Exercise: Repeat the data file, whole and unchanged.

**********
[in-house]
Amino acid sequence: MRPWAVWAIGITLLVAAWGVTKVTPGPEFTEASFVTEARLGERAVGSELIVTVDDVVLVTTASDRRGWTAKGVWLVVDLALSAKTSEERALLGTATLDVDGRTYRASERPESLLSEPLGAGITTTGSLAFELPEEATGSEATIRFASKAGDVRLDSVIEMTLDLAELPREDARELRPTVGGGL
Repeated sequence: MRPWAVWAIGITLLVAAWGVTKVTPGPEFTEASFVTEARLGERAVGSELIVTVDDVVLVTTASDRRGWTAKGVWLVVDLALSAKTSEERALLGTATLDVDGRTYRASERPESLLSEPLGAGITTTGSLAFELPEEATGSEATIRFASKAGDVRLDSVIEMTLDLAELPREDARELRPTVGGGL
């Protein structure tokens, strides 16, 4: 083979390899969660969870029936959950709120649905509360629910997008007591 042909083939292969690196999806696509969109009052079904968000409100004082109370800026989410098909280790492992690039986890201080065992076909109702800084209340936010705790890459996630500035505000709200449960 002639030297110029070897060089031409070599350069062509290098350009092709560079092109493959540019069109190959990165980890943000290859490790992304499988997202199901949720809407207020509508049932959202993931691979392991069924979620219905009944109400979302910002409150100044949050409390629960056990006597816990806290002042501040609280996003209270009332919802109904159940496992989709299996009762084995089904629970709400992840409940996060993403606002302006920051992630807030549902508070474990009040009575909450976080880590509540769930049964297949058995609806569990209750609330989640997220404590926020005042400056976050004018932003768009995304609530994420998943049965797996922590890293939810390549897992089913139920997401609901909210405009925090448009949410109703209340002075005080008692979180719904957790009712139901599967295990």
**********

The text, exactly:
[in-house]
Amino acid sequence: MRPWAVWAIGITLLVAAWGVTKVTPGPEFTEASFVTEARLGERAVGSELIVTVDDVVLVTTASDRRGWTAKGVWLVVDLALSAKTSEERALLGTATLDVDGRTYRASERPESLLSEPLGAGITTTGSLAFELPEEATGSEATIRFASKAGDVRLDSVIEMTLDLAELPREDARELRPTVGGGL
Repeated sequence: MRPWAVWAIGITLLVAAWGVTKVTPGPEFTEASFVTEARLGERAVGSELIVTVDDVVLVTTASDRRGWTAKGVWLVVDLALSAKTSEERALLGTATLDVDGRTYRASERPESLLSEPLGAGITTTGSLAFELPEEATGSEATIRFASKAGDVRLDSVIEMTLDLAELPREDARELRPTVGGGL
């Protein structure tokens, strides 16, 4: 083979390899969660969870029936959950709120649905509360629910997008007591 042909083939292969690196999806696509969109009052079904968000409100004082109370800026989410098909280790492992690039986890201080065992076909109702800084209340936010705790890459996630500035505000709200449960 002639030297110029070897060089031409070599350069062509290098350009092709560079092109493959540019069109190959990165980890943000290859490790992304499988997202199901949720809407207020509508049932959202993931691979392991069924979620219905009944109400979302910002409150100044949050409390629960056990006597816990806290002042501040609280996003209270009332919802109904159940496992989709299996009762084995089904629970709400992840409940996060993403606002302006920051992630807030549902508070474990009040009575909450976080880590509540769930049964297949058995609806569990209750609330989640997220404590926020005042400056976050004018932003768009995304609530994420998943049965797996922590890293939810390549897992089913139920997401609901909210405009925090448009949410109703209340002075005080008692979180719904957790009712139901599967295990």